A cross-country day trip for a guitar track sounds tiring, but that probably felt like a drive around the block to Sheik, who traveled to Cuba with the Musical Bridges Foundation last spring. Playing with American artists like college friend Lisa Loeb as well as distinguished Cuban musicians, Sheik had mixed emotions about the trip.
On one hand, the musical comraderie and seeing great Cuban players in their own environment was a rare treat. On the other hand, he was frustrated by a firsthand view of how U.S. political embargoes designed as a Cold War weapon continue to make a hard life more difficult for many Cubans.
Songs For Foreign Ears
A couple of months later, Sheik was flying to Albania for a benefit concert organized by the renowned War Child organization. Having just read about the group over the holidays, courtesy of the diary published several years ago by producer/musician and War Child supporter Brian Eno, I mentioned the book to Sheik.
“A Year With Swollen Appendices? It’s in my bookshelf. It’s funny,” reports the soft-spoken guitarist, “because I read that diary right before my first record came out. And I almost said a little prayer to myself like, ‘I hope my record does well enough so I can go do something like that someday.’” The actual shows took place at Albanian camps for Kosovar refugees, an experience Sheik succinctly describes as “very intense.”
“And a few months ago, I went to Bosnia to do a benefit concert in Mostar, which is one of those cities that was hit very hard during the war. Brian (Eno) was there, and Horace Andy; I got to do ‘Redemption Song’ with him.
“It was great to help an organization which has done a lot to help kids over in Bosnia and Serbia. They do things like music therapy, and they have recording studio there for local Yugoslavian bands that wouldn’t get to record otherwise. [War Child] also does more practical things, too, like planning and operating bread bakeries.”
Not surprisingly, it’s impossible for a writer to do this kind of thing and not have it influence the creative process.
“When you’re in that situation, and you have to play music for a group of people,” Sheik reflects, “they don’t even speak English, they don’t know your music, they don’t even have the same set of cultural references that you have. So you have to try to perform music that is still going to reach them in some way. And even if you can’t do that, in my case, I at least began to have a sense of what the music would have to be to do that.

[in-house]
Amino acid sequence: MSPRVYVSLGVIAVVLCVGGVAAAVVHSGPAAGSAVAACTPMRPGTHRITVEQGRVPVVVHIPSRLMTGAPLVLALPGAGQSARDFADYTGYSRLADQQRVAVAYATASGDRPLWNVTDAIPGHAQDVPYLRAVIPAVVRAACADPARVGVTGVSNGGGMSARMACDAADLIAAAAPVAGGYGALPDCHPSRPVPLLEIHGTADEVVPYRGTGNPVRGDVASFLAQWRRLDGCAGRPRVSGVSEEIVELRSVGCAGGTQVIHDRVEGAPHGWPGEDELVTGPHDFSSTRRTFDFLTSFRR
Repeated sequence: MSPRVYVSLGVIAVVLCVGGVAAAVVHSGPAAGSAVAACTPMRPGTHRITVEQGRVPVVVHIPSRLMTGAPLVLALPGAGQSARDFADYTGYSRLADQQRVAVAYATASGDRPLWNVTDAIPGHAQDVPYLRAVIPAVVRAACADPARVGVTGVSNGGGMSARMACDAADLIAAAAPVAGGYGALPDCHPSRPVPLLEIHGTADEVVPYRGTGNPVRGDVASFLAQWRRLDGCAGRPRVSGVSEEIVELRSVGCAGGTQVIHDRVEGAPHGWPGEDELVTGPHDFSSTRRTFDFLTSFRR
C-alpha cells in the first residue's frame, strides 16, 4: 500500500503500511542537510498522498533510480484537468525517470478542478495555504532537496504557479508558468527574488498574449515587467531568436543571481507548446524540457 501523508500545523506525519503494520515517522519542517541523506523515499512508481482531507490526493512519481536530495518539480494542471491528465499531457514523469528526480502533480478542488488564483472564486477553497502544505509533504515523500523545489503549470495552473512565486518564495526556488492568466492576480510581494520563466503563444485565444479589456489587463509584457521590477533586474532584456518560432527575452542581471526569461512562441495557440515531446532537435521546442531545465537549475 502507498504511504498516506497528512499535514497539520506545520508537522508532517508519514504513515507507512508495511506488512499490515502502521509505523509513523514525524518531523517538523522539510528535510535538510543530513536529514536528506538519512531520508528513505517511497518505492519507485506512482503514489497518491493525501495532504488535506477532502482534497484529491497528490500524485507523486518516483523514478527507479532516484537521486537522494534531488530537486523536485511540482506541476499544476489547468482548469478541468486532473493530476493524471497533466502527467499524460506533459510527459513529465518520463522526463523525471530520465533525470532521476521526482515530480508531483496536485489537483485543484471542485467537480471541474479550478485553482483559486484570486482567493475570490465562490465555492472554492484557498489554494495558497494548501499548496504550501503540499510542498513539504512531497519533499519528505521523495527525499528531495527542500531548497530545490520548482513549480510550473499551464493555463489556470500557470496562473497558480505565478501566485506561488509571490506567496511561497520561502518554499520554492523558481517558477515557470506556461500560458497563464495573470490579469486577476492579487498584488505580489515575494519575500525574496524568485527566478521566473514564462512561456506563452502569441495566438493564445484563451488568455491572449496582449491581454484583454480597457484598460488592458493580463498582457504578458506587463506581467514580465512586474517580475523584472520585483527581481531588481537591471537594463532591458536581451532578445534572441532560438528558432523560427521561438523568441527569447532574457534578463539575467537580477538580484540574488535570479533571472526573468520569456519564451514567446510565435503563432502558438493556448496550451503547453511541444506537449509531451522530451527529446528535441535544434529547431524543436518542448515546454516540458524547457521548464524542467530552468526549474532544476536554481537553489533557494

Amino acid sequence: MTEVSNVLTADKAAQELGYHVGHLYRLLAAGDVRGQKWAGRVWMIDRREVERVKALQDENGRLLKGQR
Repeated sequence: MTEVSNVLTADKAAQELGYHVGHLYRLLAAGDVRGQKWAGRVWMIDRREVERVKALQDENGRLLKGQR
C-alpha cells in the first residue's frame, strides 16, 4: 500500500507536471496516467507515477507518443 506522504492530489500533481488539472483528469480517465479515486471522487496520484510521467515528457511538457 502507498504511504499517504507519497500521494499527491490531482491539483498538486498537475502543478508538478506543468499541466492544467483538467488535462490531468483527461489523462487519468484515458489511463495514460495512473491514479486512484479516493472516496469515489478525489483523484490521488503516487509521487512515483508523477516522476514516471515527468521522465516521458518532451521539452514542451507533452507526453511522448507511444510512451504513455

“So it was very inspiring to say, ‘Could I go home and produce a piece of music that I could play in that environment, and have people be just as psyched as if they heard one of their favorite pop songs?’ Since I’ve been back, I’ve been messing around with some things that I think go furthest in that direction in terms of my work so far, but you’re going to have to wait for my next record for that to come to fruition.”
Pop Up Next
Pressed about future plans, Sheik mentions a second collaboration with Sater, but first up is a “normal” Duncan Sheik disc. “I’m working on the demos for my next record for Atlantic. And at the risk of contradicting what I just said, now that I’ve done Phantom Moon, I’m kind of interested in doing something that is – at first blush – very, very, very pop,” he says with a laugh.
“Really, that’s every musician’s aspiration, to make things work on several levels,” he continues. Now that I’ve made Phantom Moon, I’ve kind of made my “arty-farty record,” and I can go and play with samples and loops and technology, and see if I can find a satisfying way to work within that framework, while trying to widen that framework, too.”
Sure, record companies need to be a little less formulaic about what they offer. But at the root of it, songwriters need to get out there and make music that is going to move people, so they’ll change what they’re willing to buy.
Reminded of a contemporary pop environment where intelligence and melody are not always rewarded, he reluctantly surveys the landscape, placing his current project in perspective at the end of a full day of interviews – and a long year of projects and frequent flier miles.
“Well, David Gray’s doing really well, and bands like Coldplay are doing great stuff. But I’m a little tired of criticizing all that nonsense – and I do think it’s nonsense. Sure, record companies need to be a little less formulaic about what they offer. But at the root of it, songwriters need to get out there and make music that is going to move people, so they’ll change what they’re willing to buy.
“There’s a huge audience of people out there, 25 and above, who are not being marketed to at all. And Phantom Moon is a record for that audience, or some portion of it.”
(This article was first published in the Music Monitor. Many thanks to the Monitor’s then-editor [now Record Store Day empress] Carrie Colliton for her OK to share it here.)